knowing how to access it makes the process faster and less stressful. This section offers some general advice on steps to take after disaster strikes
in order to begin getting your home, your community, and your life back to normal.
First Aid for Heat-Induced Illnesses
Extreme heat brings with it the possibility of heat-induced illnesses. The following table lists these illnesses, their symptoms, and the first aid
Skin redness and pain, possible swelling, blisters, fever, headaches.
Take a shower using soap to remove oils that may block pores, preventing the body from cooling naturally.
Apply dry, sterile dressings to any blisters, and get medical attention.
Painful spasms, usually in leg and abdominal muscles; heavy sweating.
Get the victim to a cooler location.
Lightly stretch and gently massage affected muscles to relieve spasms.
Give sips of up to a half glass of cool water every 15 minutes. (Do not give liquids with caffeine or alcohol.)
Discontinue liquids, if victim is nauseated.
Heavy sweating but skin may be cool, pale, or flushed. Weak pulse. Normal body temperature is possible, but temperature will likely rise. Fainting or
dizziness, nausea, vomiting, exhaustion, and headaches are possible.
Get victim to lie down in a cool place.
Loosen or remove clothing.
Fan or move victim to air-conditioned place.
Give sips of water if victim is conscious.
Be sure water is consumed slowly.
Give half glass of cool water every 15 minutes.
Discontinue water if victim is nauseated.
Seek immediate medical attention if vomiting occurs.
Heat Stroke ( a severe medical emergency)
High body temperature (105+); hot, red, dry skin; rapid, weak pulse; and rapid shallow breathing. Victim will probably not sweat unless victim was
sweating from recent strenuous activity. Possible unconsciousness.
Call 9-1-1 or emergency medical services, or get the victim to a hospital immediately.
Move victim to a cooler environment.
Try a cool bath, sponging, or wet sheet to reduce body temperature.
Watch for breathing problems.
Use fans and air conditioners.
Caused by the excessive consumption of water which dilutes the body’s electrolyte balance. Drinking water in excess of 1.5--3 liters per day depending
upon body mass can cause water intoxication.
Mild intoxication may remain asymptomatic and require only fluid restriction. In more severe cases, treatment consists of:
to increase urination, which are most effective for excess blood volume.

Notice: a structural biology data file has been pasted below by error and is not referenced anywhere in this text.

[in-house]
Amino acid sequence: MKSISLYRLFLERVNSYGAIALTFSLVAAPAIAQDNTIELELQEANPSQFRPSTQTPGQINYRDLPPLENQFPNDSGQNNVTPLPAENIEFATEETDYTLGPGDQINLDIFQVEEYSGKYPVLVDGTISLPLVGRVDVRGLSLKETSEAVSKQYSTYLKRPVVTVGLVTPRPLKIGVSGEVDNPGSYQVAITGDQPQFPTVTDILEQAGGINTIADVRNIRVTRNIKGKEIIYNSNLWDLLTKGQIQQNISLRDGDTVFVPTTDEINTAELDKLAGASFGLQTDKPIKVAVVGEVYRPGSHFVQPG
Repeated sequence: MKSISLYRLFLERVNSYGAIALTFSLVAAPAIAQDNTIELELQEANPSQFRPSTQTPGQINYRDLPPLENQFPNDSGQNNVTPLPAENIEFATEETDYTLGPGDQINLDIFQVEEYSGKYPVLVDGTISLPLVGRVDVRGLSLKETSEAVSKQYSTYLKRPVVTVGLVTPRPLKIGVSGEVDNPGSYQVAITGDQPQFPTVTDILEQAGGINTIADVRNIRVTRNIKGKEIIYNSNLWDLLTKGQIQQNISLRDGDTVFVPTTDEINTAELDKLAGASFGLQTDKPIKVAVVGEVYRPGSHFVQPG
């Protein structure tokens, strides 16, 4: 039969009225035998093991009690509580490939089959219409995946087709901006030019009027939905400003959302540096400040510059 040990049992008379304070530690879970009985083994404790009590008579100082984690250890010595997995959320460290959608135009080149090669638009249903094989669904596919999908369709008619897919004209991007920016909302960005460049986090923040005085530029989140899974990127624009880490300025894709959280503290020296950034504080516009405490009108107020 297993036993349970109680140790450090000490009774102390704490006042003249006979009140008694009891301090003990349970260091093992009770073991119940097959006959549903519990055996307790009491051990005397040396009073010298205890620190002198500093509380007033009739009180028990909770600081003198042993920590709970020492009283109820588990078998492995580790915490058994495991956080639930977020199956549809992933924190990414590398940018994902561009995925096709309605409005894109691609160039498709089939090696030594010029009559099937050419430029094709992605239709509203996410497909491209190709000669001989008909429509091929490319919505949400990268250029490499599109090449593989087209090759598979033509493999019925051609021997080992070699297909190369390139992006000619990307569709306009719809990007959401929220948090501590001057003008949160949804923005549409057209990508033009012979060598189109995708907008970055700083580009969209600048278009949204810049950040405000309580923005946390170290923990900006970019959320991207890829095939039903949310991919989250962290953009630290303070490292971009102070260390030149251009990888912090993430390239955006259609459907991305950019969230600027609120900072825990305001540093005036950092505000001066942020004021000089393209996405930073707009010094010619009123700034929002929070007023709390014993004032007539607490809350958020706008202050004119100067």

Additional Resources for Surviving Heat-Wave Disasters
National Disaster Education Coalition consisting of:
American Red Cross, FEMA, IAEM, IBHS,NFPA, NWS, USDA/CSREES, and USGS.
Historical Notes Regarding Surviving Heat-Wave Disasters
(also known as hyper-hydration or water poisoning) is a potentially fatal disturbance in brain functions that results when the normal balance of
electrolytes in the body is pushed outside of safe limits by over-consumption of water. Normal, healthy (physically, nutritionally and mentally)
individuals have little reason to worry about accidentally consuming too much water. Nearly all deaths related to water intoxication in normal
individuals have resulted either from water drinking contests, in which individuals attempt to consume high amounts of water, or long bouts of
intensive exercise during which electrolytes are not properly replenished, yet excessive amounts of fluid are still consumed.
Water can be considered a poison when super-concentrated just like any other substance. The recommendation from the medical field is to drink about
1.5-3 liters per day depending upon body mass. Water intoxication would only occur at levels far higher than that. Most people drink too little water.
Doctors who have analyzed recommendations based upon water intoxication have noted that water is so important to health that if people reduce their
intake of water due to fear of water intoxication it could result indirectly in far more deaths than water intoxication itself.
Return from Surviving Heat-Wave Disasters to Surviving Natural Disasters
Back to Home Page